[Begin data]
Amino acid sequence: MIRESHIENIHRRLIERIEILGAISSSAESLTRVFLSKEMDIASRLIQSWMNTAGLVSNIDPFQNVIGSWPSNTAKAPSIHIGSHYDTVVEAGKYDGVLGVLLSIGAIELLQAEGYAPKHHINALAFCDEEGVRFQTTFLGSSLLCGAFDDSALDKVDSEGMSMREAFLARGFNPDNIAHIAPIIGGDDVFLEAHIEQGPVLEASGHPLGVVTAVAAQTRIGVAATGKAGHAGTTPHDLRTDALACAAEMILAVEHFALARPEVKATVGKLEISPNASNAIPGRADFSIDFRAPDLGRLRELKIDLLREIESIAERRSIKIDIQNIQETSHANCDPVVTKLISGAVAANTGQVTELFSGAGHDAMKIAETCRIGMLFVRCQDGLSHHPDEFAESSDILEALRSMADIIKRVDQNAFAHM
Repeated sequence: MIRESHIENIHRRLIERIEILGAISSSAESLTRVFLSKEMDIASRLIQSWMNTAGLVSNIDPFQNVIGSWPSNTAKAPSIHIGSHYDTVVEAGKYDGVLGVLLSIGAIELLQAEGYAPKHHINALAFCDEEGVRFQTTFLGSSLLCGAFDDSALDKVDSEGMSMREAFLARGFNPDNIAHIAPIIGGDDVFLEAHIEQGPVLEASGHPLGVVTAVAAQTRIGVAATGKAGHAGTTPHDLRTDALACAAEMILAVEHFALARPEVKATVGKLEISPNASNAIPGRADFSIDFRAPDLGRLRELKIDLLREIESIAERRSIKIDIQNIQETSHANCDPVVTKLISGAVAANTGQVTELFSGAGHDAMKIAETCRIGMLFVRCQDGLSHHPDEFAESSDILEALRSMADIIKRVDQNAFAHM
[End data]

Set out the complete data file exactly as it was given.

Amino acid sequence: MIRESHIENIHRRLIERIEILGAISSSAESLTRVFLSKEMDIASRLIQSWMNTAGLVSNIDPFQNVIGSWPSNTAKAPSIHIGSHYDTVVEAGKYDGVLGVLLSIGAIELLQAEGYAPKHHINALAFCDEEGVRFQTTFLGSSLLCGAFDDSALDKVDSEGMSMREAFLARGFNPDNIAHIAPIIGGDDVFLEAHIEQGPVLEASGHPLGVVTAVAAQTRIGVAATGKAGHAGTTPHDLRTDALACAAEMILAVEHFALARPEVKATVGKLEISPNASNAIPGRADFSIDFRAPDLGRLRELKIDLLREIESIAERRSIKIDIQNIQETSHANCDPVVTKLISGAVAANTGQVTELFSGAGHDAMKIAETCRIGMLFVRCQDGLSHHPDEFAESSDILEALRSMADIIKRVDQNAFAHM
Repeated sequence: MIRESHIENIHRRLIERIEILGAISSSAESLTRVFLSKEMDIASRLIQSWMNTAGLVSNIDPFQNVIGSWPSNTAKAPSIHIGSHYDTVVEAGKYDGVLGVLLSIGAIELLQAEGYAPKHHINALAFCDEEGVRFQTTFLGSSLLCGAFDDSALDKVDSEGMSMREAFLARGFNPDNIAHIAPIIGGDDVFLEAHIEQGPVLEASGHPLGVVTAVAAQTRIGVAATGKAGHAGTTPHDLRTDALACAAEMILAVEHFALARPEVKATVGKLEISPNASNAIPGRADFSIDFRAPDLGRLRELKIDLLREIESIAERRSIKIDIQNIQETSHANCDPVVTKLISGAVAANTGQVTELFSGAGHDAMKIAETCRIGMLFVRCQDGLSHHPDEFAESSDILEALRSMADIIKRVDQNAFAHM